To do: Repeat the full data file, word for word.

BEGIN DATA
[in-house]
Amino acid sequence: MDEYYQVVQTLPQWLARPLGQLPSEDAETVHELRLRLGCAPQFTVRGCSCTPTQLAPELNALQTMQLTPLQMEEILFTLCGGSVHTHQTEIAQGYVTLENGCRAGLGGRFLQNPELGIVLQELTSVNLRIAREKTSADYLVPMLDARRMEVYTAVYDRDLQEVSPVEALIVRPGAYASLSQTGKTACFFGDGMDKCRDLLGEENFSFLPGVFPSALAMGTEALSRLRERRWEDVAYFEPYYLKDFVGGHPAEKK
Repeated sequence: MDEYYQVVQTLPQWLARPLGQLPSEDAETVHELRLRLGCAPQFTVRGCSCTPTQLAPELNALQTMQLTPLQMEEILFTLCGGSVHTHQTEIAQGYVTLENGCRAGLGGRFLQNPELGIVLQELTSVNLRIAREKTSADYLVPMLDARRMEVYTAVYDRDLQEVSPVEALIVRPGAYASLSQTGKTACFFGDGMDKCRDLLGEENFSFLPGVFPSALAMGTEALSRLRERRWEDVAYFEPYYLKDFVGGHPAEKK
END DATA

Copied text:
[in-house]
Amino acid sequence: MDEYYQVVQTLPQWLARPLGQLPSEDAETVHELRLRLGCAPQFTVRGCSCTPTQLAPELNALQTMQLTPLQMEEILFTLCGGSVHTHQTEIAQGYVTLENGCRAGLGGRFLQNPELGIVLQELTSVNLRIAREKTSADYLVPMLDARRMEVYTAVYDRDLQEVSPVEALIVRPGAYASLSQTGKTACFFGDGMDKCRDLLGEENFSFLPGVFPSALAMGTEALSRLRERRWEDVAYFEPYYLKDFVGGHPAEKK
Repeated sequence: MDEYYQVVQTLPQWLARPLGQLPSEDAETVHELRLRLGCAPQFTVRGCSCTPTQLAPELNALQTMQLTPLQMEEILFTLCGGSVHTHQTEIAQGYVTLENGCRAGLGGRFLQNPELGIVLQELTSVNLRIAREKTSADYLVPMLDARRMEVYTAVYDRDLQEVSPVEALIVRPGAYASLSQTGKTACFFGDGMDKCRDLLGEENFSFLPGVFPSALAMGTEALSRLRERRWEDVAYFEPYYLKDFVGGHPAEKK